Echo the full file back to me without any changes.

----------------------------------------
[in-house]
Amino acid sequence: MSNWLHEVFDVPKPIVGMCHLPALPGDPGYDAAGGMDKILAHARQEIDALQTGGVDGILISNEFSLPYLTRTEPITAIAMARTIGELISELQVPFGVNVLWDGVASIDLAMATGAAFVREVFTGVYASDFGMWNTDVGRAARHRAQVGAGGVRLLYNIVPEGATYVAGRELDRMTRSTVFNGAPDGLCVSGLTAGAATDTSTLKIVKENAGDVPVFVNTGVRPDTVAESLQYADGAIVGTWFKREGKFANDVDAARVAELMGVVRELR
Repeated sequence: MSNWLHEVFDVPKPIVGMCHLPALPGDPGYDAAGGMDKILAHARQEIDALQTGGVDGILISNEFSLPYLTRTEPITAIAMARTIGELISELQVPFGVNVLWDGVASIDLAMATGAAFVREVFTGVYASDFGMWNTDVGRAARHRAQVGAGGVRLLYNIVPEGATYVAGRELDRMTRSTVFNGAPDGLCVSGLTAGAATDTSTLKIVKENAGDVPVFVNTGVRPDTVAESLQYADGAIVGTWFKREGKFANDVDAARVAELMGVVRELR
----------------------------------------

[in-house]
Amino acid sequence: MSNWLHEVFDVPKPIVGMCHLPALPGDPGYDAAGGMDKILAHARQEIDALQTGGVDGILISNEFSLPYLTRTEPITAIAMARTIGELISELQVPFGVNVLWDGVASIDLAMATGAAFVREVFTGVYASDFGMWNTDVGRAARHRAQVGAGGVRLLYNIVPEGATYVAGRELDRMTRSTVFNGAPDGLCVSGLTAGAATDTSTLKIVKENAGDVPVFVNTGVRPDTVAESLQYADGAIVGTWFKREGKFANDVDAARVAELMGVVRELR
Repeated sequence: MSNWLHEVFDVPKPIVGMCHLPALPGDPGYDAAGGMDKILAHARQEIDALQTGGVDGILISNEFSLPYLTRTEPITAIAMARTIGELISELQVPFGVNVLWDGVASIDLAMATGAAFVREVFTGVYASDFGMWNTDVGRAARHRAQVGAGGVRLLYNIVPEGATYVAGRELDRMTRSTVFNGAPDGLCVSGLTAGAATDTSTLKIVKENAGDVPVFVNTGVRPDTVAESLQYADGAIVGTWFKREGKFANDVDAARVAELMGVVRELR